At the Catholic Church’s worldwide synod, the deacons are missing

— Many if not most Catholics think women deacons are called for.


You may have heard that the Catholic Church is holding a worldwide Synod on Synodality, aimed at getting everybody together to talk about church. The object of all the gatherings — all the talking and praying — is for folks to understand the church’s mission. That is, to think about how to spread the Gospel in the most effective manner for their cultures.

The process began in October 2021 at the local level, with dioceses and groups eventually sending reports to Rome. Then, Rome sent a “Document for the Continental Stage” to seven continental assemblies (Africa and Madagascar; Asia; Europe; Latin America and the Caribbean; Oceania; the Middle East; and North America) and synthesized their responses.

In June, the Synod Office published what is called the “Instrumentum Laboris,” or working document for the meeting to be held in the massive Paul VI Audience Hall in Vatican City in October. Soon after, the list of nearly 450 synod participants appeared, some 364 of which are voting members; others are experts or facilitators.

In addition to Pope Francis, among voters and non-voters alike there will be some 273 bishops, 67 priests, 37 non-ordained men and women religious, 70 other lay men and women, and one deacon, Belgian Deacon Geert de Cubber.

You would not know from the list that de Cubber is, in fact, an ordained deacon. He is listed as “Mr.” not “Rev. Mr.” or “Dcn.,” as is the general custom. There are a few other mistakes. San Diego Cardinal Robert McElroy’s name is spelled incorrectly. Two priests, the Rev. Eloy Bueno de la Fuente (Spain) and the Rev. Eamonn Conway (Ireland) are not noted as such. There may be a few other minor errors here and there. There may even be another deacon or two, but most probably not.

There were several deacons in the various synod processes, from parish and diocesan efforts to the national and continental levels, but that there is only one deacon in the entire assembly speaks volumes. After all, carrying the Gospel is a major diaconal task both literally and figuratively.

During Mass, the deacon carries the Gospel book and proclaims the Gospel reading and often preaches. Deacons, too, are most often connected with the church’s charity and social services.

Diaconal ministries are notably undertaken by women, and in 2016 the International Union of Superiors General, the organization of the heads of women’s religious institutes, asked Francis to examine restoring the abandoned tradition of ordaining women as deacons.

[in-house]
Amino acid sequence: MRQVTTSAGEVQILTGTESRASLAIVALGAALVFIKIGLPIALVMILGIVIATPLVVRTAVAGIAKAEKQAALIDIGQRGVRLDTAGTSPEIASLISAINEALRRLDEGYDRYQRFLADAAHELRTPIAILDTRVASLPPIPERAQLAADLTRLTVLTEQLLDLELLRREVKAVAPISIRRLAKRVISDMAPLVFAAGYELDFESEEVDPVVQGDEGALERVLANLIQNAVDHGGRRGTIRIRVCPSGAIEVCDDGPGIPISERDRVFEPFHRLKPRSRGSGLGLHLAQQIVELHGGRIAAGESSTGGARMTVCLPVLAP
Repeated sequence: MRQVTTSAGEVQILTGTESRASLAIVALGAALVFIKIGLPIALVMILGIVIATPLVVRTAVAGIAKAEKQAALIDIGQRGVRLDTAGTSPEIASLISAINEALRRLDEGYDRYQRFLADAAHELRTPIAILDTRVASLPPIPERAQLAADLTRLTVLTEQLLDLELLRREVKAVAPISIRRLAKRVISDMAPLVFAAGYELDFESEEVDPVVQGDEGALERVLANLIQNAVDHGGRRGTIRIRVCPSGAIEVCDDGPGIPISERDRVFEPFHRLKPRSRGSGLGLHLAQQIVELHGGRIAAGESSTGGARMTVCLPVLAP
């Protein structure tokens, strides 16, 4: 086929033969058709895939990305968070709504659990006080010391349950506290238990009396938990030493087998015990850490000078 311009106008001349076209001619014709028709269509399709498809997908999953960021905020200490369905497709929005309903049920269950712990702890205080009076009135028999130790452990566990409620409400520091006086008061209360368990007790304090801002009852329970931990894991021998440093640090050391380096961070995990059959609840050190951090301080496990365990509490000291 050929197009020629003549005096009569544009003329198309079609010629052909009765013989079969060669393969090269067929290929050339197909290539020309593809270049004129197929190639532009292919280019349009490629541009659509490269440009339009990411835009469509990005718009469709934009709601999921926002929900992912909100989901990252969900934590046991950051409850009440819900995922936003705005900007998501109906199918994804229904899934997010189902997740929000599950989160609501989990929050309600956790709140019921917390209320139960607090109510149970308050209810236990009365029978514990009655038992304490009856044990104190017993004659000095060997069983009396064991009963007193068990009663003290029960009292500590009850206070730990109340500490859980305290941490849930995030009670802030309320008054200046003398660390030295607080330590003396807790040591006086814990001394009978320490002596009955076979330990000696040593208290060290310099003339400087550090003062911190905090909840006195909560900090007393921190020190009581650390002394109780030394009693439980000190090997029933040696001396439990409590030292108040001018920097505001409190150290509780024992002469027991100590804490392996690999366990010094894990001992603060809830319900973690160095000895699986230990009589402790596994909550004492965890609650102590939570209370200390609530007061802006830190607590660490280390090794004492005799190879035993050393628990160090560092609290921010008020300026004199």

Two pontifical commissions prepared private reports for Francis on that question.

Now, according to the Instrumentum Laboris, “Most of the Continental Assemblies and the syntheses of several Episcopal Conferences call for the question of women’s inclusion in the diaconate to be considered.”

About this, it asks, “Is it possible to envisage this, and in what way?”

Many if not most Catholics think ordination is called for. But that battle has been going on for a long time.

The International Theological Commission, which advises the Dicastery for the Doctrine of the Faith, prepared reports on women deacons in 1997 and in 2002. The first reportedly determined there was no doctrine against ordaining women as deacons, but it never appeared: The prefect at the time, Cardinal Joseph Ratzinger (later Pope Benedict XVI), refused to sign it.

The second report, while it attempted to shut down the discussion with uncited passages from a book by Munich professor, Father Gerhard L. Müller, concluded that ordaining women as deacons was a question for the church’s “ministry of discernment.” Müller followed Ratzinger as CDF prefect.

Discernment is a big word in synodality. But who is discerning what for whom? The people of God agree that the mission of the church is to carry the Gospel to the world. That task is the principal duty of the deacon. And the people of God seem to think ordaining women once again for that task is a good idea.

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